Friday, November 28, 2008

Thanks/Giving 2008

November 26, 2008, First Lutheran Church of the Trinity, Chicago, Tom Gaulke
Thanksgiving Eve Service, 7pm
Primary texts: Deuteronomy 8:7-18; Luke 17:11-19

“He prostrated himself at Jesus’ feet and thanked him. And he was a Samaritan.”

Let us pray…


Thankfulness is a sacred action,

Thankfulness is pleasing to God,

Thanks-giving is a holy act,

According to Holy Scriptures.


In the act of giving thanks,

In the act of offering thanksgiving,

we acknowledge

that we have many things

(and we acknowledge that we continue to receive many things)

that, simply, we don’t deserve:

Acts of kindness or generosity

from strangers or from friends.

Acts of kindness or generosity

from God…


Thankfulness acknowledges that those things we have:

(Food, Family, Friends,

Employment, Love, Hope…)

Tomorrow we might not have anymore.


Thankfulness acknowledges

that every blessing truly is a blessing

And that every good thing in our lives truly is a gift.


Thanks-giving admits humbly that:

No matter who we are,

Regardless of our race, our nationality, our education

Whether we are a Jew, a Christian, a Buddhist, or a Samaritan

And regardless of creamy smooth skin conditions or flaking, itching leprosy,

Family legacies or criminal history,

A nice clean resume, or a crinkled pink slip,

No one, in the eyes of God,

Is more or less entitled to any good gift
than any another.

That is, no one is more entitled to stuff,

Or more deserving of “life, liberty,” or “the pursuit of happiness,”

Than anyone else.

No person is more important
Than any other person
in the eyes of God.


It is when we forget to THANK,

That we start to take our blessings for granted.

This happens throughout history.

This continues to happen today.

Whether as exiled slaves from Egypt reaching the Promised Land

Or as pilgrim travelers reaching the new world,

(Though historically our initial response might be to give thanks:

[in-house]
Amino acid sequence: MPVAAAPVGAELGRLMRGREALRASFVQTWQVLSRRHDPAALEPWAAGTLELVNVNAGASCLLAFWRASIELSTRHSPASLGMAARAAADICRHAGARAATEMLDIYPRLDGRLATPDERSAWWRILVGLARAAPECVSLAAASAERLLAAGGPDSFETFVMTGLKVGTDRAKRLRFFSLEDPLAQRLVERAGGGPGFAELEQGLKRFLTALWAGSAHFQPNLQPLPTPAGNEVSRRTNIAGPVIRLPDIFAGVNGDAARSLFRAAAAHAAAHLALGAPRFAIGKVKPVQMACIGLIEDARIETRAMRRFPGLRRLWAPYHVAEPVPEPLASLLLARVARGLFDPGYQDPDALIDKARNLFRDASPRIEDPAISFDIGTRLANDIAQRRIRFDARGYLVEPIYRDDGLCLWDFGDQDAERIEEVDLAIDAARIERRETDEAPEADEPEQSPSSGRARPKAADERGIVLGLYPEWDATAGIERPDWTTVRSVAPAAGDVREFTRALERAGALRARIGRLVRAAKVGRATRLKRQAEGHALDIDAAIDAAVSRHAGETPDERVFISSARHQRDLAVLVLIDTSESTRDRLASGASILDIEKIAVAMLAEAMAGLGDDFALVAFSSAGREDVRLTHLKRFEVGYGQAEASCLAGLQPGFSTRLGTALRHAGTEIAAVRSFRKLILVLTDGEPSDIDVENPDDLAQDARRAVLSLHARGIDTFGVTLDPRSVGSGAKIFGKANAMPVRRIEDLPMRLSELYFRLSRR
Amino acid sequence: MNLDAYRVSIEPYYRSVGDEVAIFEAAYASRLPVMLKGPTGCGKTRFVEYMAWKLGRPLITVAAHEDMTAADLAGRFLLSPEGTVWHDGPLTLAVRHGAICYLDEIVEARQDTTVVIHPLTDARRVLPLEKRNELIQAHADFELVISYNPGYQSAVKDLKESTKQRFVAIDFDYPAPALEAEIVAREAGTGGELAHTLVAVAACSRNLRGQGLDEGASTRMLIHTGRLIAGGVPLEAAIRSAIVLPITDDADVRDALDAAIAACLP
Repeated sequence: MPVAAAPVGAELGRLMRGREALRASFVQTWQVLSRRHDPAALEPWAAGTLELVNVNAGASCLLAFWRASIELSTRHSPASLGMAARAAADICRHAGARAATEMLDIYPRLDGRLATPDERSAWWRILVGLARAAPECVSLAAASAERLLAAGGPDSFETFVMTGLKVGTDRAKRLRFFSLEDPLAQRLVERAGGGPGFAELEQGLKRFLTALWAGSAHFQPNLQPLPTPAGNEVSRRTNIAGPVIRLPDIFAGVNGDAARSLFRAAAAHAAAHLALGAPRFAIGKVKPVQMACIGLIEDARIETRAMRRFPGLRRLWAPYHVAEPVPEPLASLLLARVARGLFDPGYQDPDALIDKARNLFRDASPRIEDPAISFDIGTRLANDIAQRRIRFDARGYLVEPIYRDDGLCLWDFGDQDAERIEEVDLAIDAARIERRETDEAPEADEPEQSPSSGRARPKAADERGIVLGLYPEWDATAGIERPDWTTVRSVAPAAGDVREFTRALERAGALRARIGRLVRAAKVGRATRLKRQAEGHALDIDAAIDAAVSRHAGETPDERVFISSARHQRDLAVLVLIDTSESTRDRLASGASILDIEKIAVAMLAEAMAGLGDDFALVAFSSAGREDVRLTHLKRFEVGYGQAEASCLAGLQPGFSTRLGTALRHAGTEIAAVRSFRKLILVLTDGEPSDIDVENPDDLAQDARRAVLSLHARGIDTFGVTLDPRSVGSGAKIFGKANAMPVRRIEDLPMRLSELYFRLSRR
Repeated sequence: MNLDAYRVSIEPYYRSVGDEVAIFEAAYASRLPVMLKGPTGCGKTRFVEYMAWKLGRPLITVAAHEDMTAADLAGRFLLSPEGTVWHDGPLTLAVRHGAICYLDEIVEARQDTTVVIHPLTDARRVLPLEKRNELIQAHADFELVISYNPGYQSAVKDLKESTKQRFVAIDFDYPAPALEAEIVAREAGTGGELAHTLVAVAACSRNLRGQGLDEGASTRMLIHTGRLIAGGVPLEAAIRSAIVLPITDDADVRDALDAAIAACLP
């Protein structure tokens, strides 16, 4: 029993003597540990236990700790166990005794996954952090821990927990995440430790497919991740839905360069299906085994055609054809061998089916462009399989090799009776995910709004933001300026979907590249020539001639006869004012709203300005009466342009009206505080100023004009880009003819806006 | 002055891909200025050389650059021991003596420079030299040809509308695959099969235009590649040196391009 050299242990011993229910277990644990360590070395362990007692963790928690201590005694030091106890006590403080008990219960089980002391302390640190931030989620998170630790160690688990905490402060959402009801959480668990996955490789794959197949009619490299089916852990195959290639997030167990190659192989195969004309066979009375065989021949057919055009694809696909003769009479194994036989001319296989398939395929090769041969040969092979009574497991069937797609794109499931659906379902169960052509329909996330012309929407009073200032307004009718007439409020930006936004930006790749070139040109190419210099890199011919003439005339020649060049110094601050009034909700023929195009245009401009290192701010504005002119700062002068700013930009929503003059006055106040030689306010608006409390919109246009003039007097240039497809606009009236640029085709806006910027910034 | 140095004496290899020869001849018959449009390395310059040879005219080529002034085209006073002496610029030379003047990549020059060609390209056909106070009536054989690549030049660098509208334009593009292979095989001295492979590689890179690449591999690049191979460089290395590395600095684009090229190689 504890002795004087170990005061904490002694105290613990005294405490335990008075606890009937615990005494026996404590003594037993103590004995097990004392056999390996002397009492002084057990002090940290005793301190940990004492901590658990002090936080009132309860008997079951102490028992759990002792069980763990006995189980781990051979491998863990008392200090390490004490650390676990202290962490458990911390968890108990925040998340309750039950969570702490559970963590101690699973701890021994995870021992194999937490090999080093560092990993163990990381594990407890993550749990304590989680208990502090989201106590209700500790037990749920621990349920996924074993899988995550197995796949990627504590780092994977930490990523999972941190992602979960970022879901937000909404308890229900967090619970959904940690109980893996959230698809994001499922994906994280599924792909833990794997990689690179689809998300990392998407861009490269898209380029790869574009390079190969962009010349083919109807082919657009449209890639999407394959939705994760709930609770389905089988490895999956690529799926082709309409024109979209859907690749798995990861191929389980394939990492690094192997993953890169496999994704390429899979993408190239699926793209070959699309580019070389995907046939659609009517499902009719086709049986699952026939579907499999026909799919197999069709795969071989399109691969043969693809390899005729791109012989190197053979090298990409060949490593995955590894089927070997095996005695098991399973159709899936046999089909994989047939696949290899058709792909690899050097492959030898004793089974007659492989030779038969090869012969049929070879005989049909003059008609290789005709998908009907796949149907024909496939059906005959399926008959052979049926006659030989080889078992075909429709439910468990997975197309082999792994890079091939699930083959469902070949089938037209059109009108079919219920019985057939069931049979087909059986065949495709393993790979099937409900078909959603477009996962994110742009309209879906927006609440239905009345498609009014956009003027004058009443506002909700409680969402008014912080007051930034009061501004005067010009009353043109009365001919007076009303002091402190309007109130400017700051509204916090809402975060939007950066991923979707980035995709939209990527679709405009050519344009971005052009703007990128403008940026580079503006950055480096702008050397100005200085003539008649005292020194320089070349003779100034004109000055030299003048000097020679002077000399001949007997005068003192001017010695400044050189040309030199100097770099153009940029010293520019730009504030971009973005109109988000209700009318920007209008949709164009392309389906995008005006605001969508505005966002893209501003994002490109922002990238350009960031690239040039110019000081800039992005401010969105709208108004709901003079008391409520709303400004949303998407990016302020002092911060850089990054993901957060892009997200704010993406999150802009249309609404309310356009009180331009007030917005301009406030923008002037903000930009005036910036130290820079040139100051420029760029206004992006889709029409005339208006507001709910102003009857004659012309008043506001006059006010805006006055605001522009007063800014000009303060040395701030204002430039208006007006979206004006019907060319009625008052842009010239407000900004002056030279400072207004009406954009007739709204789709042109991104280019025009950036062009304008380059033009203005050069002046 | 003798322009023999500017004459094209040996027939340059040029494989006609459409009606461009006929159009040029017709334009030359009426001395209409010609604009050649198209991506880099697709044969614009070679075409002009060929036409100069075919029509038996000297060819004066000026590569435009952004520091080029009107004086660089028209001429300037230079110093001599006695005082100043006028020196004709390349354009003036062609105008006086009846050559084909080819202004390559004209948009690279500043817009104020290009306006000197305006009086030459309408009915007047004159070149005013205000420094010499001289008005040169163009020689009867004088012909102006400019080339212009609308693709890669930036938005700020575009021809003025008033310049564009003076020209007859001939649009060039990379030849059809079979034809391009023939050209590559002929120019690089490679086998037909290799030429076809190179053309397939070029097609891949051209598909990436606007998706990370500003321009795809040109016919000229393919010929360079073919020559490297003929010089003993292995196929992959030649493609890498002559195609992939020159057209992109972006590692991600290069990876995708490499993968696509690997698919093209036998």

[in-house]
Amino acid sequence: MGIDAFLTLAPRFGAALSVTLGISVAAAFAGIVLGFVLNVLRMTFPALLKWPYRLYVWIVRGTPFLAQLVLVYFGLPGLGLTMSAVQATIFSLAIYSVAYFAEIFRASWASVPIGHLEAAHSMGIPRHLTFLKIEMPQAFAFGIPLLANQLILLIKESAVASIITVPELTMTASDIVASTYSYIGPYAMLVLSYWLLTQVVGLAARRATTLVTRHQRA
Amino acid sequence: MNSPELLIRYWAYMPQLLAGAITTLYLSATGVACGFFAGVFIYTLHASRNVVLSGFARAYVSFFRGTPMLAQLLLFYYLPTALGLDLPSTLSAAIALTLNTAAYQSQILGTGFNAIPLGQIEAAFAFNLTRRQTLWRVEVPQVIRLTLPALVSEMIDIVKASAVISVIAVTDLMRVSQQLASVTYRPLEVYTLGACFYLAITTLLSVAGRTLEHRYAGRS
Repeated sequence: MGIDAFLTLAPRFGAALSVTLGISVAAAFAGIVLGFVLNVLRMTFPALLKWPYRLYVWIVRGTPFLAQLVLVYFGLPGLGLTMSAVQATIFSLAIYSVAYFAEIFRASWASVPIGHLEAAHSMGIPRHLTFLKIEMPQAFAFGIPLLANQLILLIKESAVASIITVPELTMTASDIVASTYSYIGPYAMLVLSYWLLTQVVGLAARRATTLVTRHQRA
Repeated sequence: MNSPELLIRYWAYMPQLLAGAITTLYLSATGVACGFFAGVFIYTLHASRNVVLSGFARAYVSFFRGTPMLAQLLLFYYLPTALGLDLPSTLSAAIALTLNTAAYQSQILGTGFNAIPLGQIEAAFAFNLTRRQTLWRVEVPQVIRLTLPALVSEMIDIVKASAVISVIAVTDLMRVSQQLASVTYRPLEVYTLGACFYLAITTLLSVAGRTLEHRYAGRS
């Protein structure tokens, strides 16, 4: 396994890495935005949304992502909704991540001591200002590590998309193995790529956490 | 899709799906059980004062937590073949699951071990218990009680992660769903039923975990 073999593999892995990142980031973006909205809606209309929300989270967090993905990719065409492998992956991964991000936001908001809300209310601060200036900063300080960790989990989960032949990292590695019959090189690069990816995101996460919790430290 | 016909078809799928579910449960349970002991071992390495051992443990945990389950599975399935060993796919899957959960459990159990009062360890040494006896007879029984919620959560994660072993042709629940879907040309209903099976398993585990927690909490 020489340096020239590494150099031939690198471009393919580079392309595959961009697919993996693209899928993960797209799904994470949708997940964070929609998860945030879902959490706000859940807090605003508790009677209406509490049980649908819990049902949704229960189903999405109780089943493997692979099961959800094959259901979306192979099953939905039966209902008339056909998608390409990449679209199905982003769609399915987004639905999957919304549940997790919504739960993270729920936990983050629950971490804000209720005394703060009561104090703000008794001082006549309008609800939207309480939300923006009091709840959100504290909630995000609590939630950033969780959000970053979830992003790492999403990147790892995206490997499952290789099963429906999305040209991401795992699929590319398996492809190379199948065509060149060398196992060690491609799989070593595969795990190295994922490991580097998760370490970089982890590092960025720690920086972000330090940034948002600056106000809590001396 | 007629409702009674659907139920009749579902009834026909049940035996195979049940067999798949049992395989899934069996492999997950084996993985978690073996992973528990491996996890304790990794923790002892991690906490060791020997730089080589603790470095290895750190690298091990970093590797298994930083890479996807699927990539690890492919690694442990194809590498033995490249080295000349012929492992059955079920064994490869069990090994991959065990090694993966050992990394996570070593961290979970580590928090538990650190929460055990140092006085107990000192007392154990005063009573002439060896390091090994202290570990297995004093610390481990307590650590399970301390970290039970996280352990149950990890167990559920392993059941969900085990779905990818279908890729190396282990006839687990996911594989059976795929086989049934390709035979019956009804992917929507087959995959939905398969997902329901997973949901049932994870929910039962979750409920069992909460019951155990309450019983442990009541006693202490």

For home and harvest,
After a long and dangerous desert or ocean journey,

Eventually (after Thanksgiving Day), history tells us, we exiles and pilgrims…
We humans tend to forget:

We forget that the land we reached is not our own,
(rather, faith tells us, it is God’s).

We forget, historically, that the welcome and the hospitality received from those who already lived here was an act of God.

We forgot to give thanks.

Yes, we forgot.

And as a result, we started to think we were entitled to all that we had.

We humans… imagined… that because we were a certain kind of human:

Because we were European,

Or because we were Pilgrims,

Or because we were:


Or Spaniards,

Or white,

Or Christian,

Or men,

We humans—some of us—imagined…
(And we even claimed):

That perhaps we deserved what we came to call our own: the Americas, the New World, the “Promised Land”

Many imagined that perhaps we deserved to own the land that others were living on—
perhaps we deserved even…to own the people!

Imagination can be a dangerous thing.

More than the natives,

More than those Indians and Africans who some humans would make into slaves,

More than any others…

Perhaps (some humans imagined):

Perhaps we are gifted with so much,

Because we are more deserving of God’s blessings than others.

Perhaps we are specially chosen,
Perhaps we are better,
Perhaps we are even more human than other humans in the eyes of God—“A city on a hill!”

Perhaps, some of us humans imagined…


Perhaps “This land is my land,” some of us sang,

“And it’s nobody else’s land.

Because we deserve all of this,

And we don’t have to share it with anyone.”


“Perhaps,” some of us said.


But we were wrong.

We were wrong.


We were wrong,

because at the heart of Thanksgiving,

At the heart of giving thanks for all that we have,

Is the truth that

Nothing is ours.

The world is on loan.

The blessings we receive are indeed blessings.

The good things we enjoy are certainly gifts.

Gifts meant to be shared.


Thanksgiving is a national holiday.

It is not a part of the church calendar.

But if we, as people of faith living in the United States, are going to celebrate it (and I hope we do).

May I suggest we do so in a way that honors the God of the Bible.

That is:

In a way that honors
The God of justice and of liberation—
the God of Jesus, who heals those who mainstream society excludes—lepers and Samaritans and prostitutes and so on.

May we celebrate giving thanks in a way that honors the God who proclaims that the lowly shall be lifted up, the humble shall be exalted, and last shall one day be first;
May we thank the God who calls us to love and serve our neighbors, and not to lord over them (even if we have the power to do so).

And may I suggest: we do so in a way that is honest.

We know that God desires us to see all our neighbors as sisters and brothers,

We know that God calls us to treat all people with radical and uninhibited love,

But we also know that we are human.

And we know that we mess up.


(may I suggest?)

Let’s repent when we fall short.

Let’s seek forgiveness when we fail.

And we will fail.

And let’s rejoice in thanksgiving

In the promise of God’s unfailing and unrelenting forgiveness, grace, and love.


And now may the peace….Amen.

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